Alabama: Legislation to authorize lottery, casinos, sports betting seemingly lacking votes in Senate

The legislation paving the way for the potential legalization of lottery, casinos, and sports betting in Alabama seemingly lacks votes in the Senate. Sen. Greg Albritton, who handles the bill to allow voters to decide whether to authorize the gambling expansion, said that the plan does not have the votes to pass at this point.

Albritton, R-Atmore, told media the Republican caucus, which holds 27 of the 35 seats in the Senate, discussed the legislation Tuesday. He noted that he has to “try to change some senators’ minds” to reach the 21 votes needed to pass the constitutional amendment, which equates to three-fifths of the Senate. 

Albritton did say he thinks a majority of the Senate supports the plan but noted the legislation would not be moving this week. The next step for it will be consideration at the Senate Tourism Committee.

Alabama Reflector quoted Albritton, who said that he had heard of concerns over the casinos and a voting date on the constitutional amendment, but was not sure of the full scope on discussion. 

“You’ll have to ask opponents and proponents of said issue,” said Albritton about casinos. “I don’t know. We’ve got casinos now, and they’ve continued to increase. All we’re trying to do with the bill is decrease them. So I don’t know if they want more or not. I can’t figure it out.”

The voting date on the constitutional amendment would take place on the November election date. Alabama voters have not had a chance to vote on a lottery proposal since 1999.

Albritton said that he thinks the bill in its current form would pass, but he said the vote would be “very, very close.” “It’ll depend on several factors that I’m trying to get a handle on,” he said.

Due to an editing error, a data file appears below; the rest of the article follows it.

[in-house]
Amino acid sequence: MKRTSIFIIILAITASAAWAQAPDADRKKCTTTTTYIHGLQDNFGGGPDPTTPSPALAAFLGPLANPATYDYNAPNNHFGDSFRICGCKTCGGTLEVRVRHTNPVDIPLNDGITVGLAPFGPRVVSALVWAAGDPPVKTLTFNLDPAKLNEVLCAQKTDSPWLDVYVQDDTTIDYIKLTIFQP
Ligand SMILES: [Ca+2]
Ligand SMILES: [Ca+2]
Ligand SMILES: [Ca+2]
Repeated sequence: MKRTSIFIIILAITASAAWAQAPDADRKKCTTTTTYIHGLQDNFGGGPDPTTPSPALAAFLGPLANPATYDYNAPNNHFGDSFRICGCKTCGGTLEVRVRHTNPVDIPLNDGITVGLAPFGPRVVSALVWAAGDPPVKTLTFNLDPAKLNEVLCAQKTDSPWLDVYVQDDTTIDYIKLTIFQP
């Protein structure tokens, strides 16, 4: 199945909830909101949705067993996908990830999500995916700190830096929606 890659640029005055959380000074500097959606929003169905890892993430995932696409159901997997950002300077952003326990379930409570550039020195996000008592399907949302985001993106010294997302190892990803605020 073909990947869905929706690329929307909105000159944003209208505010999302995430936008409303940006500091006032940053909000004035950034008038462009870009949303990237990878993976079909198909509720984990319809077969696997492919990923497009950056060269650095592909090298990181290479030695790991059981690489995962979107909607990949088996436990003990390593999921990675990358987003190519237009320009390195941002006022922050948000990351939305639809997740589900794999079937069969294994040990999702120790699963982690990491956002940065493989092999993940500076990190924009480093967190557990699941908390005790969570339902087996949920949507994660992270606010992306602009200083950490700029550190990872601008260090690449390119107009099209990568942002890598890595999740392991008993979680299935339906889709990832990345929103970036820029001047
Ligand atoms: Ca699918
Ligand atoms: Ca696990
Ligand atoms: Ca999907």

There is still time for the bill to progress in the Senate. The coming Tuesday, February 27th will be the seventh meeting day of the legislative session, which can last up to 30 meeting days spread over up to 15 weeks. 

Last week, the House passed the constitutional amendment, HB151, by a vote of 70-32, clearing the 63-vote requirement. The House also passed a companion bill, HB152, that details some specifics about how the constitutional amendment would be implemented.

Sen. Greg Albritton

The supporters of the plan say that vote is long overdue, and that the legislation would replace an inconsistent set of gambling amendments with a uniform law. The plan would establish the Alabama Gaming Commission to license and regulate casinos and sports betting.

The commission would include a law enforcement body that could prohibit what proponents say is widespread illegal gambling, which they say causes harm and provides no benefit to the state.

Meanwhile, cited the Legislative Services Agency, which estimated that the state could receive up to about $900 million a year in net revenues from the lottery, casinos, and sports betting.

On the other hand, opponents of the bill have said that it would lead to more gambling addictions that hurt families. They have also disapproved of the way the legislation picks locations for the casinos.

The proposed constitutional amendment enables the commission to license up to seven casinos. The companion bill designates where six of those would be located – Birmingham, Mobile County, Macon County, Greene County, Lowndes County, and Houston County. 

The seventh casino would be in northeast Alabama and be operated by the Poarch Band of Creek Indians. That would be based on the governor reaching an agreement with the Poarch Creeks that would also allow the tribe to provide a complete range of casino games at its casinos in Atmore, Wetumpka, and Montgomery. These locations already include electronic bingo devices that operate similarly to slot machines. This implies Alabama would have a total of ten casinos.

The legislation would also create a public corporation to run a state lottery, which could also include multi-state games and scratch-off games. Under the plan, the legislature would appropriate net revenue from the lottery for education purposes and the casino and sports betting revenue for non-education purposes.

A similar plan was sponsored by Albritton three years ago, although the legislation died in the House. However, some of the membership has changed since then.

This year’s legislation came after an ad hoc committee created by House Speaker Nathaniel Ledbetter, R-Rainsville, spent more than a year researching the concerns. The bills are sponsored by Rep. Chris Blackshear, R-Phenix City.